CNN is learning what was taking place inside the jury room as 12 men and women failed to decide whether Michael Dunn murdered a black teenager or was trying to protect himself.
It is a case that has once again put the issues of race and self-defense in the spotlight.
"I believed he was guilty," Valerie said in an interview with ABC's "Nightline" early Wednesday. Also known as Juror No. 4, she asked that her full name not be given in order to protect her identity.
"We all believed that there was another way out, another option," she said.
She added that despite this being a highly charged case with racial overtone, the jury did not consider race as part of the evidence.
"Sitting in that room, it was never presented that way. We looked at it as bad situation where teenagers were together, and words were spoken, and lines were crossed," Valerie said.
OutFront: Natalie Jackson, defense attorney and CNN Legal Analyst Danny Cevallos.
It appears jurors are struggling to reach a verdict in the so-called "loud music" murder trial.
The jury in the Micheal Dunn murder trial ended their deliberation Friday night and told the judge they would like to resume on Saturday.
Dunn is charged with first-degree murder in the November 2012 death of 17-year-old Jordan Davis, one of four black teenagers who were in an SUV shot by Dunn - who is white - in violence that flared from an argument over loud music.
Earlier in the day, the jury asked the judge if it's possible to not reach a verdict on one count but reach a verdict on the others. The judge said "yes."
Dunn was also charged with three counts of attempted murder for the shots fired at an SUV with teens inside.
OutFront: Judge Glenda Hatchett and Janet Johnson a Criminal Defense Attorney.
(CNN) - A Florida man accused of killing a teenager in 2012 following a dispute over loud music testified during his trial Tuesday that he fired his pistol only after a passenger in an SUV repeatedly threatened him and that the passenger had what appeared to be a 12- or 20-gauge shotgun.
"I thought I was going to be killed," Michael Dunn testified.
Dunn, 47, is charged with first-degree murder in the fatal November 2012 shooting of 17-year-old Jordan Davis in a gas station parking lot in Jacksonville, Florida. The teen and his friends were sitting in an SUV next to Dunn when an argument quickly led to Dunn pulling his gun and shooting nine times into the vehicle, killing Davis.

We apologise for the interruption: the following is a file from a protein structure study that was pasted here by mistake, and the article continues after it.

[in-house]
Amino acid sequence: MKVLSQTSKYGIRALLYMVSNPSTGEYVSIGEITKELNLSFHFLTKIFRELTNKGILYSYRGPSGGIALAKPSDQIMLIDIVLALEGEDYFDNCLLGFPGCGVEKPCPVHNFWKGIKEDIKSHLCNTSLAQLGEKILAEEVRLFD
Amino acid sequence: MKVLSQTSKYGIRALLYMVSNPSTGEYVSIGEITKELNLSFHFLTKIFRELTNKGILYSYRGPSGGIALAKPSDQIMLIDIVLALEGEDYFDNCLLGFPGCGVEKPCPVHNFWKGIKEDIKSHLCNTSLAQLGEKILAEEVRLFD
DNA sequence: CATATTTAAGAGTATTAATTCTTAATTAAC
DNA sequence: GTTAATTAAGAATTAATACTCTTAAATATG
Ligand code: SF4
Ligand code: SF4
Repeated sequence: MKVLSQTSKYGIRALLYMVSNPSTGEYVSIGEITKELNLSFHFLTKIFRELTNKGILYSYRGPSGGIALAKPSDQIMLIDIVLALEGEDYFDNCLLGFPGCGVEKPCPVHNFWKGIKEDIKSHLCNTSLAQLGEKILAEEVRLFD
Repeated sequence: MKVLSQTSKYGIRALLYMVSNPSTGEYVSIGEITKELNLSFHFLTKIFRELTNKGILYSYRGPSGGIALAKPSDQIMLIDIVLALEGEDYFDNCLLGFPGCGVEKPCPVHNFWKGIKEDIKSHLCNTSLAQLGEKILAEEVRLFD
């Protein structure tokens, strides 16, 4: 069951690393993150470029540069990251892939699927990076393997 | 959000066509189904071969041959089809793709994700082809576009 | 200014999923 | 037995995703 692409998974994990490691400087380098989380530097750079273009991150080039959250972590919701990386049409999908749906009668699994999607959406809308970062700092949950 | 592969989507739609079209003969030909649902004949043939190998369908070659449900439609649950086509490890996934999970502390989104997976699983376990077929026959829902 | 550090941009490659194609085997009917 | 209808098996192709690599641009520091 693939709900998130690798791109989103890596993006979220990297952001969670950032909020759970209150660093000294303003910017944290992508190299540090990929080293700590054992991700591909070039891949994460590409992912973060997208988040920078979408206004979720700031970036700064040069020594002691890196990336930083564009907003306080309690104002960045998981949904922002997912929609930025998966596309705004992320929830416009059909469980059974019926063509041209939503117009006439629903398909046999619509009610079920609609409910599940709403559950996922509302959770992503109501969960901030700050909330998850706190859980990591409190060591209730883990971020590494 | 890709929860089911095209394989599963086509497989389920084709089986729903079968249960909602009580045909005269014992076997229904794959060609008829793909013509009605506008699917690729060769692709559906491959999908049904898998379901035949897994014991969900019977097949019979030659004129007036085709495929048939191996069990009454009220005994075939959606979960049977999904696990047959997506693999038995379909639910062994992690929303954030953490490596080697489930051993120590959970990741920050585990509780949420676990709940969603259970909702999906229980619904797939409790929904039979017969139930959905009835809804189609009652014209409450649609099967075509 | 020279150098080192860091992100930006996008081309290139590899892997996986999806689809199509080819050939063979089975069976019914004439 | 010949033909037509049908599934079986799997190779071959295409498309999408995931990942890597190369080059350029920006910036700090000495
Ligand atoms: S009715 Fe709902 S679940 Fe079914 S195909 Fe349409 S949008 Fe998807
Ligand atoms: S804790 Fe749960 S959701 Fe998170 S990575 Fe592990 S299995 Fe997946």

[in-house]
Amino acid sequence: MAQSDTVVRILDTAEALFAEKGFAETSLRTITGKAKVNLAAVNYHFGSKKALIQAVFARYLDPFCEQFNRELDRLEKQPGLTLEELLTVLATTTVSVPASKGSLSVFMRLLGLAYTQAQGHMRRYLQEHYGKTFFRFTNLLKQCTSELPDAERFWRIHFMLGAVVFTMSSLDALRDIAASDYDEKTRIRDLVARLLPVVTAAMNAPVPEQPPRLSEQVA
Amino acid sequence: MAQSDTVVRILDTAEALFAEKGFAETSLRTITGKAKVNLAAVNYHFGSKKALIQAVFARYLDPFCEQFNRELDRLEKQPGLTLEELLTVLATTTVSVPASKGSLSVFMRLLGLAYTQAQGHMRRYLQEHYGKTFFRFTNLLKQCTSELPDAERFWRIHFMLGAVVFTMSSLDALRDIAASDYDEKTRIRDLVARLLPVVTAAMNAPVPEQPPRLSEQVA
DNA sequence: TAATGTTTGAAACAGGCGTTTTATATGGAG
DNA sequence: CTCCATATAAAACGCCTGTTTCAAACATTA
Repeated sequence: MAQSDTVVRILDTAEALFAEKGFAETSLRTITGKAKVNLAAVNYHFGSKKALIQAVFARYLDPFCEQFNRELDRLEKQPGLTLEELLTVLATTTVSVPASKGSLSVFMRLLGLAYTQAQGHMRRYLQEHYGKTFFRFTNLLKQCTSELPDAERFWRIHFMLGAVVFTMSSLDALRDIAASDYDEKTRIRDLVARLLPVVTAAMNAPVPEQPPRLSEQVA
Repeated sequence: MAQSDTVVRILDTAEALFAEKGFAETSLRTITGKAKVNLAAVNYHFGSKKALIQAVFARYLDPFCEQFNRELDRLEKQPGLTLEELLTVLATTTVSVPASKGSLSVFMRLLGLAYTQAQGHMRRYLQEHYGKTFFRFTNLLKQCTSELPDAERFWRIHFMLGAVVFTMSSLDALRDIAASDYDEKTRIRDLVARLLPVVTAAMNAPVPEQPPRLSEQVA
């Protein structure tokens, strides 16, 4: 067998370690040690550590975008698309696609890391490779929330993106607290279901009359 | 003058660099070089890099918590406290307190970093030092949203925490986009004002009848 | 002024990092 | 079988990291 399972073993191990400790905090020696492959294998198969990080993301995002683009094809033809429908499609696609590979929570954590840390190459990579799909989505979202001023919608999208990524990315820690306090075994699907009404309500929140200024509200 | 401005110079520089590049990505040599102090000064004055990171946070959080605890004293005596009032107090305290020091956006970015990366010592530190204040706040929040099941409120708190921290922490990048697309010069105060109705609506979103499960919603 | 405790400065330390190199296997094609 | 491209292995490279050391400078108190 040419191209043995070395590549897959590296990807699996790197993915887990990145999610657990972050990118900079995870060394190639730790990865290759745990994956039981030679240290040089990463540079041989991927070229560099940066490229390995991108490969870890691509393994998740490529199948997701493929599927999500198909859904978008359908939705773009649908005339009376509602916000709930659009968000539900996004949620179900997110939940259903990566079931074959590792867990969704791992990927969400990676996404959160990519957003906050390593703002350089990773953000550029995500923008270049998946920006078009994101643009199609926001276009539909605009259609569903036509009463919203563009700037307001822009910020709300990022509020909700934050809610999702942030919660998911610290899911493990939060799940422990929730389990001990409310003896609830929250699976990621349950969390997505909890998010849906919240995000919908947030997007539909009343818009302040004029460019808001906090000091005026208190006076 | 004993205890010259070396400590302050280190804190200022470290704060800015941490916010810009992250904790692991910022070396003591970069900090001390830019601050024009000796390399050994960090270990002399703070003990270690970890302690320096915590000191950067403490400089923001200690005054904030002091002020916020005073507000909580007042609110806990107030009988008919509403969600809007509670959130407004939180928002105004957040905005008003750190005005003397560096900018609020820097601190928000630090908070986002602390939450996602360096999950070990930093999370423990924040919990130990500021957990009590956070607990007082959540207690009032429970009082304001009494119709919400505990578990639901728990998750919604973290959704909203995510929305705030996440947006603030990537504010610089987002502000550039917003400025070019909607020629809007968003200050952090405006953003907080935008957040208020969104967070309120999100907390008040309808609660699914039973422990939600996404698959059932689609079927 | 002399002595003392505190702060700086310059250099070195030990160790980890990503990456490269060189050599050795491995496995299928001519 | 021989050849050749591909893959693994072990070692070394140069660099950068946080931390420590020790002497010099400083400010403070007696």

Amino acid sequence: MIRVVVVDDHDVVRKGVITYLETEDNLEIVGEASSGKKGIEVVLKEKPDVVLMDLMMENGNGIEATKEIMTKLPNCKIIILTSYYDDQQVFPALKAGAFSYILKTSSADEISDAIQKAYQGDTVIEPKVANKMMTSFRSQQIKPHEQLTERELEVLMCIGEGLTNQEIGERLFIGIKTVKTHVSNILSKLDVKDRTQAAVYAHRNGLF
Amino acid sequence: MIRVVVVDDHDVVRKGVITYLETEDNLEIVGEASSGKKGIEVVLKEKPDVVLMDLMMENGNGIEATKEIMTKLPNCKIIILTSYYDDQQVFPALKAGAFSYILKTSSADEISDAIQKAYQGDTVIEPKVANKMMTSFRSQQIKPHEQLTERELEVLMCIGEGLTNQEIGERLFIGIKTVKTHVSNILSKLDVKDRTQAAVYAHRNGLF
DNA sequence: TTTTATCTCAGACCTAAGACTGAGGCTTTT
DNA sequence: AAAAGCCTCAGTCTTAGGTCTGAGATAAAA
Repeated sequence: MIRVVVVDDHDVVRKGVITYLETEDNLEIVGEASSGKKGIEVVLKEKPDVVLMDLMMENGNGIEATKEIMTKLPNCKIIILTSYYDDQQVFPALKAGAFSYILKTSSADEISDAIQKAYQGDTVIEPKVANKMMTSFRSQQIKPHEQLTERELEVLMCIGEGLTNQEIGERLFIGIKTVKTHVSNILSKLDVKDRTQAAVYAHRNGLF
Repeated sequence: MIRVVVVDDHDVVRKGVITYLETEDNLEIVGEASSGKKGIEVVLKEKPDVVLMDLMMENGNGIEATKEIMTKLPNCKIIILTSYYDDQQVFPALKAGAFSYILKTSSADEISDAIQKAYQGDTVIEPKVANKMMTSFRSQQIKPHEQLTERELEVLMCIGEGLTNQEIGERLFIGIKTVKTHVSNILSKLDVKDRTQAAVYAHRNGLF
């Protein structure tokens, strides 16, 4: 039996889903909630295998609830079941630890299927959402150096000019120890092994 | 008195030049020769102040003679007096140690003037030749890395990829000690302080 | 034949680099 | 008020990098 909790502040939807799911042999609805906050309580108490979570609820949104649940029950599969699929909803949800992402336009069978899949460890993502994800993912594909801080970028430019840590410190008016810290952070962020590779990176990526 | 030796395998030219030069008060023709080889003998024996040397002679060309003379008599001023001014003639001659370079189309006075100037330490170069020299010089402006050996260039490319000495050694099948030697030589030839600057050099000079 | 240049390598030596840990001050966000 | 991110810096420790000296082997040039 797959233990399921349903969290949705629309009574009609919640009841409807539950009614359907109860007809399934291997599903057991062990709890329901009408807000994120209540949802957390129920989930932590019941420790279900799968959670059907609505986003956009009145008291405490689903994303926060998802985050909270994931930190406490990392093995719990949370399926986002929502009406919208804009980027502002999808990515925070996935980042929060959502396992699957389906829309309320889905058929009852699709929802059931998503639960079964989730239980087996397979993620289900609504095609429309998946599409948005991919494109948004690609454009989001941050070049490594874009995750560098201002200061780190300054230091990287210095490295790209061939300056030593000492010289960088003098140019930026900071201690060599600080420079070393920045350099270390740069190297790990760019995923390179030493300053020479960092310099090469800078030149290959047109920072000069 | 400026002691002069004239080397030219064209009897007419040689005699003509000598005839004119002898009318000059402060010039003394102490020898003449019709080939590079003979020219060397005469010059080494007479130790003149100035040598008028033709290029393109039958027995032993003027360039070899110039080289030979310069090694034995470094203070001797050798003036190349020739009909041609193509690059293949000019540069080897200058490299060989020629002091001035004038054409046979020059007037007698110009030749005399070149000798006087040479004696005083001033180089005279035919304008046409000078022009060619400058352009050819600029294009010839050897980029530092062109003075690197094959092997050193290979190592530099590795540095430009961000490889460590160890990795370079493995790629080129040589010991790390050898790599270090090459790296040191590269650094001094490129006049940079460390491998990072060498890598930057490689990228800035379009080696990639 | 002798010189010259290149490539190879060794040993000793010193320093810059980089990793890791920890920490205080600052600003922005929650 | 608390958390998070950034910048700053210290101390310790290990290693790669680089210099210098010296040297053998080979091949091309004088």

Police and prosecutors have said that the teens were unarmed. Dunn acknowledges killing Davis, but told police he acted in self-defense after seeing what he believed to be the barrel of a shotgun or a stick in the teens' red Dodge Durango.
Dunn testified that, after parking in the lot so his fiancee could buy wine and chips at a convenience store, he asked the passengers in a nearby SUV to turn down what called "ridiculously loud music" with a thumping bass.
The music stopped at first, and Dunn thanked them, he testified. But the music resumed. According to Dunn, an SUV passenger said, "I should kill that motherf*****," and repeated it louder, "I should f****** kill that motherf******."
The parents of Jordan Davis want the world to know their son as more than just a black teen killed by Michael Dunn.
CNN's Martin Savidge takes a closer look at Davis, a young Jacksonville, Florida teen shot over a disputer about loud music.
The so-called "Loud Music" murder trial entered its second day Friday, in which a Florida man faces first-degree murder for shooting and killing an African-American 17-year-old.
Michael Dunn, 47, claims he fired in self-defense, after an alleged argument over the volume of music blasting from an SUV. Dunn's defense team also says the teen brandished a weapon.
The case bears a number of similarities with the George Zimmerman trial last year.
Three other passengers the victim was riding with gave virtually identical accounts of what happened during testimony Friday.
Prosecutor: Do you recall anything that Jordan Davis said to the defendant?
Tevin Thompson: Yes sir.
Prosecutor: What was that?
Tevin Thompson: F you.
Prosecutor: What did you see the driver of the other car do when Jordan Davis said "yeah, I'm talking to you"
Leland Brunson: He reached into his glove compartment.
Prosecutor: And what did the driver do with the gun after you looked at it?
Tommie Stornes: To my recollection, he started to fire.
OutFront: Michael Skolnik, editor-in-chief of GlobalGrind.com, and Janet Johnson, a criminal defense attorney in Jacksonville, Florida.